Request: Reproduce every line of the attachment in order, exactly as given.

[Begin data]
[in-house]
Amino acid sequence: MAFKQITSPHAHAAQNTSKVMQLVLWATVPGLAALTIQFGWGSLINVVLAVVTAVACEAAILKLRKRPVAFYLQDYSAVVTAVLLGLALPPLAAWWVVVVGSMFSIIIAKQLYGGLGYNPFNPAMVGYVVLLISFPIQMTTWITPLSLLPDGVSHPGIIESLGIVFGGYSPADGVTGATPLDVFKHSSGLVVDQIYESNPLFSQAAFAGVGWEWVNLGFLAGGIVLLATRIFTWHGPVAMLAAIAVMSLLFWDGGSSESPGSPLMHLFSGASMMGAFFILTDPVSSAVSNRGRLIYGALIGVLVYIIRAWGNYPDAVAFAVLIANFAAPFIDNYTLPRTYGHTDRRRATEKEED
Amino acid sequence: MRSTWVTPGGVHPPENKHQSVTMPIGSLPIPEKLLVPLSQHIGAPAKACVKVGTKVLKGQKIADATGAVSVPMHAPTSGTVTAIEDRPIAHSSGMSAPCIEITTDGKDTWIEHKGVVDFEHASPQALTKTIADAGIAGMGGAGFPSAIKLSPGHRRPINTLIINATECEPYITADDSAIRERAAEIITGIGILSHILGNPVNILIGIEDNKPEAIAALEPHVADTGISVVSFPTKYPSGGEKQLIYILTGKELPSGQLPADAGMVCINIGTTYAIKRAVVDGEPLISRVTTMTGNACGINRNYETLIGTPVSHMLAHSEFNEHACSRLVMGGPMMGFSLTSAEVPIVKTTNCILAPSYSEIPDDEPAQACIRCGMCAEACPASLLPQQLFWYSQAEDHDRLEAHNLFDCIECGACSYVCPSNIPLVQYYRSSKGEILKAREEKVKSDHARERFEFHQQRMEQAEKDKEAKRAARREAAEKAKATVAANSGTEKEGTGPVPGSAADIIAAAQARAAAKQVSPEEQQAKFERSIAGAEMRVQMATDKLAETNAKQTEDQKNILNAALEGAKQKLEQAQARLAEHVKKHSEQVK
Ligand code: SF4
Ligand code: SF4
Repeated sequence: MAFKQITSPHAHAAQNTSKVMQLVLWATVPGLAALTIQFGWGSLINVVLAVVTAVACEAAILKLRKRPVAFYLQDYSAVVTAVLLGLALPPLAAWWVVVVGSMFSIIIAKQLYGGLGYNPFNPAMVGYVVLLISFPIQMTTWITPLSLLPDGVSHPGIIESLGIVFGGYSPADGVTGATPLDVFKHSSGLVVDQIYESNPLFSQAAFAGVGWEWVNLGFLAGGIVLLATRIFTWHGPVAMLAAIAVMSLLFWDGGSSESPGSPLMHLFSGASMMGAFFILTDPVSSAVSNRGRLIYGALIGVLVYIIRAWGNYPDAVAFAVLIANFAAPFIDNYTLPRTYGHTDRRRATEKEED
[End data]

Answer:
[in-house]
Amino acid sequence: MAFKQITSPHAHAAQNTSKVMQLVLWATVPGLAALTIQFGWGSLINVVLAVVTAVACEAAILKLRKRPVAFYLQDYSAVVTAVLLGLALPPLAAWWVVVVGSMFSIIIAKQLYGGLGYNPFNPAMVGYVVLLISFPIQMTTWITPLSLLPDGVSHPGIIESLGIVFGGYSPADGVTGATPLDVFKHSSGLVVDQIYESNPLFSQAAFAGVGWEWVNLGFLAGGIVLLATRIFTWHGPVAMLAAIAVMSLLFWDGGSSESPGSPLMHLFSGASMMGAFFILTDPVSSAVSNRGRLIYGALIGVLVYIIRAWGNYPDAVAFAVLIANFAAPFIDNYTLPRTYGHTDRRRATEKEED
Amino acid sequence: MRSTWVTPGGVHPPENKHQSVTMPIGSLPIPEKLLVPLSQHIGAPAKACVKVGTKVLKGQKIADATGAVSVPMHAPTSGTVTAIEDRPIAHSSGMSAPCIEITTDGKDTWIEHKGVVDFEHASPQALTKTIADAGIAGMGGAGFPSAIKLSPGHRRPINTLIINATECEPYITADDSAIRERAAEIITGIGILSHILGNPVNILIGIEDNKPEAIAALEPHVADTGISVVSFPTKYPSGGEKQLIYILTGKELPSGQLPADAGMVCINIGTTYAIKRAVVDGEPLISRVTTMTGNACGINRNYETLIGTPVSHMLAHSEFNEHACSRLVMGGPMMGFSLTSAEVPIVKTTNCILAPSYSEIPDDEPAQACIRCGMCAEACPASLLPQQLFWYSQAEDHDRLEAHNLFDCIECGACSYVCPSNIPLVQYYRSSKGEILKAREEKVKSDHARERFEFHQQRMEQAEKDKEAKRAARREAAEKAKATVAANSGTEKEGTGPVPGSAADIIAAAQARAAAKQVSPEEQQAKFERSIAGAEMRVQMATDKLAETNAKQTEDQKNILNAALEGAKQKLEQAQARLAEHVKKHSEQVK
Ligand code: SF4
Ligand code: SF4
Repeated sequence: MAFKQITSPHAHAAQNTSKVMQLVLWATVPGLAALTIQFGWGSLINVVLAVVTAVACEAAILKLRKRPVAFYLQDYSAVVTAVLLGLALPPLAAWWVVVVGSMFSIIIAKQLYGGLGYNPFNPAMVGYVVLLISFPIQMTTWITPLSLLPDGVSHPGIIESLGIVFGGYSPADGVTGATPLDVFKHSSGLVVDQIYESNPLFSQAAFAGVGWEWVNLGFLAGGIVLLATRIFTWHGPVAMLAAIAVMSLLFWDGGSSESPGSPLMHLFSGASMMGAFFILTDPVSSAVSNRGRLIYGALIGVLVYIIRAWGNYPDAVAFAVLIANFAAPFIDNYTLPRTYGHTDRRRATEKEED